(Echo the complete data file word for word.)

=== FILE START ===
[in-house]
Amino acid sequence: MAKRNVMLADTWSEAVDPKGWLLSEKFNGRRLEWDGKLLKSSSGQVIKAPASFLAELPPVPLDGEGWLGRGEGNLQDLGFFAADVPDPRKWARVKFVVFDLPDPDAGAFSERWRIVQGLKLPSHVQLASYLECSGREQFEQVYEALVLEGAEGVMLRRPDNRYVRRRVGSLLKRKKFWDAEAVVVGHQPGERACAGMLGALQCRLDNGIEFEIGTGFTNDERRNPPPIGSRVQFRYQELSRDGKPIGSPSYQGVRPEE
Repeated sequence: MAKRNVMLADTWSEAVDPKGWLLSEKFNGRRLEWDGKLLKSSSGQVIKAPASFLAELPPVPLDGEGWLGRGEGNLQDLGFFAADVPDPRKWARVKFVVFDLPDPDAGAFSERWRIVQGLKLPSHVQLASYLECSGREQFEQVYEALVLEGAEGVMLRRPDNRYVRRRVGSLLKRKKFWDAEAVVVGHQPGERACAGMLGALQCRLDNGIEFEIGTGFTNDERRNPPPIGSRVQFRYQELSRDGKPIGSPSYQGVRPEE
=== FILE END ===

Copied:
[in-house]
Amino acid sequence: MAKRNVMLADTWSEAVDPKGWLLSEKFNGRRLEWDGKLLKSSSGQVIKAPASFLAELPPVPLDGEGWLGRGEGNLQDLGFFAADVPDPRKWARVKFVVFDLPDPDAGAFSERWRIVQGLKLPSHVQLASYLECSGREQFEQVYEALVLEGAEGVMLRRPDNRYVRRRVGSLLKRKKFWDAEAVVVGHQPGERACAGMLGALQCRLDNGIEFEIGTGFTNDERRNPPPIGSRVQFRYQELSRDGKPIGSPSYQGVRPEE
Repeated sequence: MAKRNVMLADTWSEAVDPKGWLLSEKFNGRRLEWDGKLLKSSSGQVIKAPASFLAELPPVPLDGEGWLGRGEGNLQDLGFFAADVPDPRKWARVKFVVFDLPDPDAGAFSERWRIVQGLKLPSHVQLASYLECSGREQFEQVYEALVLEGAEGVMLRRPDNRYVRRRVGSLLKRKKFWDAEAVVVGHQPGERACAGMLGALQCRLDNGIEFEIGTGFTNDERRNPPPIGSRVQFRYQELSRDGKPIGSPSYQGVRPEE